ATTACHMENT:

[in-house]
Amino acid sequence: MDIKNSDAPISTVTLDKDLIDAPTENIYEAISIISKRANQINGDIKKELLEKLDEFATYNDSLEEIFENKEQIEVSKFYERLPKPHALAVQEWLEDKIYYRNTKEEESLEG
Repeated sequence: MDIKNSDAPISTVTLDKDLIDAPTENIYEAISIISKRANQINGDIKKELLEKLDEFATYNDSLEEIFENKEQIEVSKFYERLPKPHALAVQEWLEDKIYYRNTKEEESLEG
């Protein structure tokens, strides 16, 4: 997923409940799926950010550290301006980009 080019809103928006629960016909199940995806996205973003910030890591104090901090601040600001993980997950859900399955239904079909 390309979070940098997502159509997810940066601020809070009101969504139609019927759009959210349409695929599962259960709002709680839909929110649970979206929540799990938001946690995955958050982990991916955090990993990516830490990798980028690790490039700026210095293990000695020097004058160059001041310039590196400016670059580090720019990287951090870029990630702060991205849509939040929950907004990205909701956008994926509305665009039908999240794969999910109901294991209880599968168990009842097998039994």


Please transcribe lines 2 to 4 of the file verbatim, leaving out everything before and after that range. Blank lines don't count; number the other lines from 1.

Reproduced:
Amino acid sequence: MDIKNSDAPISTVTLDKDLIDAPTENIYEAISIISKRANQINGDIKKELLEKLDEFATYNDSLEEIFENKEQIEVSKFYERLPKPHALAVQEWLEDKIYYRNTKEEESLEG
Repeated sequence: MDIKNSDAPISTVTLDKDLIDAPTENIYEAISIISKRANQINGDIKKELLEKLDEFATYNDSLEEIFENKEQIEVSKFYERLPKPHALAVQEWLEDKIYYRNTKEEESLEG
């Protein structure tokens, strides 16, 4: 997923409940799926950010550290301006980009 080019809103928006629960016909199940995806996205973003910030890591104090901090601040600001993980997950859900399955239904079909 390309979070940098997502159509997810940066601020809070009101969504139609019927759009959210349409695929599962259960709002709680839909929110649970979206929540799990938001946690995955958050982990991916955090990993990516830490990798980028690790490039700026210095293990000695020097004058160059001041310039590196400016670059580090720019990287951090870029990630702060991205849509939040929950907004990205909701956008994926509305665009039908999240794969999910109901294991209880599968168990009842097998039994």